In 2010, A/A photographer Paul Kranzler began photographing at the beinhaus in the village of Hallstatt. “A beinhaus (bone house), or charnel house, is the place at a church or graveyard where the bones of the deceased are kept after exhumation,” he explained. “As a child, I visited the ossuary, with its painted skulls, one of the strangest places I have ever been—a mystic and very silent place.” Hallstatt is nestled between steep mountains and a large lake, which means that there is limited space for the cemetery. For years, the graves were emptied after only a couple of years to make room for the more recently deceased.
“The skulls and bones were removed, cleaned, and exposed to sunlight and moonlight for weeks, until they were bleached ivory white,” Kranzler said. “As one would decorate a grave with flowers, the skulls were painted by the local gravedigger. Earth pigments were used, and the women’s skulls were painted with colorful flowers, the men’s with ivy leaves. The deceased’s date of birth and death were written on their forehead. This tradition began in 1720 A.D., and there are now over twelve hundred skulls, six hundred and ten of which have been painted. The last skull to go into the beinhaus was in 1995. The woman died 1983, and it was her last request to be stored there.”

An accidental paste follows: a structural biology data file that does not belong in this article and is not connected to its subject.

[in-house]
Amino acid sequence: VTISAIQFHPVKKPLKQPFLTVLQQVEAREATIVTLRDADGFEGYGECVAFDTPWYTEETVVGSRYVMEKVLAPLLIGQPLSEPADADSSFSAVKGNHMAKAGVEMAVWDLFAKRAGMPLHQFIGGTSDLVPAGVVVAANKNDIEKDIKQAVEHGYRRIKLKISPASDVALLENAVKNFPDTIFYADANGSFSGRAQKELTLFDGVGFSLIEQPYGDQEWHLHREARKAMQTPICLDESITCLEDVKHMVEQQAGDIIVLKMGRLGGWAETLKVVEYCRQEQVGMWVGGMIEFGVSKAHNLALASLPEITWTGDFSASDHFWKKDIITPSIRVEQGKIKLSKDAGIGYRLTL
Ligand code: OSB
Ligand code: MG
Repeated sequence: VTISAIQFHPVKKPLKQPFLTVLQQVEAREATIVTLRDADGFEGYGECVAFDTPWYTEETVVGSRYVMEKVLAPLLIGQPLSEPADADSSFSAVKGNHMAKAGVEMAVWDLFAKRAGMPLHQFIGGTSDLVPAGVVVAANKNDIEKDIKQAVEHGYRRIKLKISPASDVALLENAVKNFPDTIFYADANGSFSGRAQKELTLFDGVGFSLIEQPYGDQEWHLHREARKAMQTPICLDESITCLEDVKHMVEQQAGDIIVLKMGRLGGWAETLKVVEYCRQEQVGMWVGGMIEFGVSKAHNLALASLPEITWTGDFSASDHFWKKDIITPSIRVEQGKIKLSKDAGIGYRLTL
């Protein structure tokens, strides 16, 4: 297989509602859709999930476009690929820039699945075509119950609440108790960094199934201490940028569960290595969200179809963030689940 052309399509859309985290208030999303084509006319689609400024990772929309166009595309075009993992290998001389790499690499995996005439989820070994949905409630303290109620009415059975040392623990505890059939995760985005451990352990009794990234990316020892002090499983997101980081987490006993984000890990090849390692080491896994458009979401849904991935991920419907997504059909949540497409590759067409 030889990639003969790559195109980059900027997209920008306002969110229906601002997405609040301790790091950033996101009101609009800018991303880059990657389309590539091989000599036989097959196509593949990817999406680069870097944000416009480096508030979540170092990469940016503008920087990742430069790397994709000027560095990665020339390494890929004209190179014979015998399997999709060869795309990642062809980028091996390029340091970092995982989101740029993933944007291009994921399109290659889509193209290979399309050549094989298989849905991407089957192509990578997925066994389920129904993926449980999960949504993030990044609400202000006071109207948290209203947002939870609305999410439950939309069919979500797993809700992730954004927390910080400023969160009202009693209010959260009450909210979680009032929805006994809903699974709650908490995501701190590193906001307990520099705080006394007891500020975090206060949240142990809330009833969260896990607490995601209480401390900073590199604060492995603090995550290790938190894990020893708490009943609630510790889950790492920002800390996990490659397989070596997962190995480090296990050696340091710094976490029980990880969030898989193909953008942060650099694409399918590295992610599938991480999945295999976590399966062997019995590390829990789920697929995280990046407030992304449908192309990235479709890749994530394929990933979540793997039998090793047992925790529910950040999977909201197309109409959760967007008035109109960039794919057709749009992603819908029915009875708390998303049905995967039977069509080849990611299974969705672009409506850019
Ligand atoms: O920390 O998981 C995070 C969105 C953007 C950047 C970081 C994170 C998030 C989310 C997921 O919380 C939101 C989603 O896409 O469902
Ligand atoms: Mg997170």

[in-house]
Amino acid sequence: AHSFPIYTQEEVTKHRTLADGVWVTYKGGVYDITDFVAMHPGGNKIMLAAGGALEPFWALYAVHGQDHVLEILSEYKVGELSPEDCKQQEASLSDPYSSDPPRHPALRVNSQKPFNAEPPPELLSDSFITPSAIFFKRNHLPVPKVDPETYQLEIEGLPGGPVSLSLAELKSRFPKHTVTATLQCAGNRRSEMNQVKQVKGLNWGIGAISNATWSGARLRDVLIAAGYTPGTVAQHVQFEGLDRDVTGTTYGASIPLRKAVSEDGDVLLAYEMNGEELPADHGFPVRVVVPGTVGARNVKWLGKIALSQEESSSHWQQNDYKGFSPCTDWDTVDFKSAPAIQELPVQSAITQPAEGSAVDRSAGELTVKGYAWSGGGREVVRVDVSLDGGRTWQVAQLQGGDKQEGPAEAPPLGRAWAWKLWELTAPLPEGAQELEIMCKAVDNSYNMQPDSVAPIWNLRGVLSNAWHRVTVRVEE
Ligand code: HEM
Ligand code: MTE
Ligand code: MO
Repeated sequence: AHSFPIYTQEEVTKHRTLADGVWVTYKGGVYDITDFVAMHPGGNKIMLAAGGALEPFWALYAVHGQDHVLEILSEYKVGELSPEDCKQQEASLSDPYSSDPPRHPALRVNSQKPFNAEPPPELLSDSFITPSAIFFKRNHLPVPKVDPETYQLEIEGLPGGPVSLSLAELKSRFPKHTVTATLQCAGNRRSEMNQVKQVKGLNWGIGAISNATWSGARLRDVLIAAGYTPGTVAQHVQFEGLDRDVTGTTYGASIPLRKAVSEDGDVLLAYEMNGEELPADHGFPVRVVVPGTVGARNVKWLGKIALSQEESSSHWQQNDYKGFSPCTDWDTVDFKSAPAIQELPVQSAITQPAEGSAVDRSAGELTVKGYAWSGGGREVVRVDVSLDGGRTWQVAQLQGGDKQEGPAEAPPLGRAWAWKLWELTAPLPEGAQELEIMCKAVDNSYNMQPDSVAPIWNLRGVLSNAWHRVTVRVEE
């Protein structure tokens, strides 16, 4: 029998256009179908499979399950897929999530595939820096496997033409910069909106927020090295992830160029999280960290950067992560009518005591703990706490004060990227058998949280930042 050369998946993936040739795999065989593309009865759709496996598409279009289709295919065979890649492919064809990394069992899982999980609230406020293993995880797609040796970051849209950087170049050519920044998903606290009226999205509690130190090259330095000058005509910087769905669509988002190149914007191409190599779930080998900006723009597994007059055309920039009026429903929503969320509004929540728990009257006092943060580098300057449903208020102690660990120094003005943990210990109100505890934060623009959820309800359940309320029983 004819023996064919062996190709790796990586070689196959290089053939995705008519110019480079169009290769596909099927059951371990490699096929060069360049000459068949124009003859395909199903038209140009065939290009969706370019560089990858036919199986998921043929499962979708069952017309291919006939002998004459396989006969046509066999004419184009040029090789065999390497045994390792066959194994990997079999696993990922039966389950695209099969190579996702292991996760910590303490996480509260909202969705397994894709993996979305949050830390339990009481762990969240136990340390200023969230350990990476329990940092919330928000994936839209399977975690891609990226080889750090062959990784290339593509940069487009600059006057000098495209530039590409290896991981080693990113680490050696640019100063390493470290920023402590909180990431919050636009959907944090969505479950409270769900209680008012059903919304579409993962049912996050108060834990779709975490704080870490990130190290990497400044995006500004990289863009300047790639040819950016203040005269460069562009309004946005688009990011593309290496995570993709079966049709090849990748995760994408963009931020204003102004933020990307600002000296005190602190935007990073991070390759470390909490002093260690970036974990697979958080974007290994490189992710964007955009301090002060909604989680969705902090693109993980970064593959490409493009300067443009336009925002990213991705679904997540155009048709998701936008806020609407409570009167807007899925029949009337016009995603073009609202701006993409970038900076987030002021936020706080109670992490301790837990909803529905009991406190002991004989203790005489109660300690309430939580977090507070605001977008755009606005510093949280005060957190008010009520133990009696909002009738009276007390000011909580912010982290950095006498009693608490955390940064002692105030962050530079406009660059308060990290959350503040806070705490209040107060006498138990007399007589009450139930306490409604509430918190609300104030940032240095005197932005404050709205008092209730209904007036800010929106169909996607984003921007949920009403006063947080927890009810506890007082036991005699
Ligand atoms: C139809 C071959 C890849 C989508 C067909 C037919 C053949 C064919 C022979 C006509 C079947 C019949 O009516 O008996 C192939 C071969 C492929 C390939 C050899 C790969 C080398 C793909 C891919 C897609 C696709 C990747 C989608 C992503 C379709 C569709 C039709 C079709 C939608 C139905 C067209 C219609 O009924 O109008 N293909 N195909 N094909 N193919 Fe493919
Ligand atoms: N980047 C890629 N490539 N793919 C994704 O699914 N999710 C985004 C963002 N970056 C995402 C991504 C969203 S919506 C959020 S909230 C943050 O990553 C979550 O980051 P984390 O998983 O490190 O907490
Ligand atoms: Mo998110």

In this body of work, Kranzler also photographs the ferry to the village and shipping pier. “Until 1890, the only access to Hallstatt was by boat or hiking trail,” he told me. In Kranzler’s eerie long exposures, the lake crossing suggests the river Styx, and the title of Kranzler’s project, “Vademecum,” is from Latin—vade mecum, which often refers to a guidebook and means “Go with me.”
By Jessie Wender / THE NEW YORKER